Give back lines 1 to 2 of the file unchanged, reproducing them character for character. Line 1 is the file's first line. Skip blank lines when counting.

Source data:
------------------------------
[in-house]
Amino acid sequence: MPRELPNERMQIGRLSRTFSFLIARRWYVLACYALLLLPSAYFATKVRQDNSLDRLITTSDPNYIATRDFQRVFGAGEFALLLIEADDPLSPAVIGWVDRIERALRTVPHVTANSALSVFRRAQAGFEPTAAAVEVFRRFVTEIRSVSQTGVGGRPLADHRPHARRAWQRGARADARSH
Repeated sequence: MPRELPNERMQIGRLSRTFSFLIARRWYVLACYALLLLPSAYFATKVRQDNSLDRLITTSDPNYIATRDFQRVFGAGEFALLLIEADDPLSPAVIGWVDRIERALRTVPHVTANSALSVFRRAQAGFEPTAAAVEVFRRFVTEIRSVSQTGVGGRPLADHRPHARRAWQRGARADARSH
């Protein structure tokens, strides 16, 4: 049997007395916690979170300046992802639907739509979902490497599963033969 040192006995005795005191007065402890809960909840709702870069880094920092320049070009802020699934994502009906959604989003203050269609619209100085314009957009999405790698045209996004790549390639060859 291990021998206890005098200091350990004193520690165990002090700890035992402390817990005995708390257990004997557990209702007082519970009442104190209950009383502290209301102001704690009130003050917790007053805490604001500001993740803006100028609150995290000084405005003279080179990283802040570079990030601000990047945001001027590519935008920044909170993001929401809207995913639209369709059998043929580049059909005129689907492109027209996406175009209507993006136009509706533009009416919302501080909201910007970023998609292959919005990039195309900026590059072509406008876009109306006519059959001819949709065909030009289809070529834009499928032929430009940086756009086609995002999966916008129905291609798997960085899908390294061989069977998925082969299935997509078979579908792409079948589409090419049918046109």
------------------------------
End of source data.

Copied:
[in-house]
Amino acid sequence: MPRELPNERMQIGRLSRTFSFLIARRWYVLACYALLLLPSAYFATKVRQDNSLDRLITTSDPNYIATRDFQRVFGAGEFALLLIEADDPLSPAVIGWVDRIERALRTVPHVTANSALSVFRRAQAGFEPTAAAVEVFRRFVTEIRSVSQTGVGGRPLADHRPHARRAWQRGARADARSH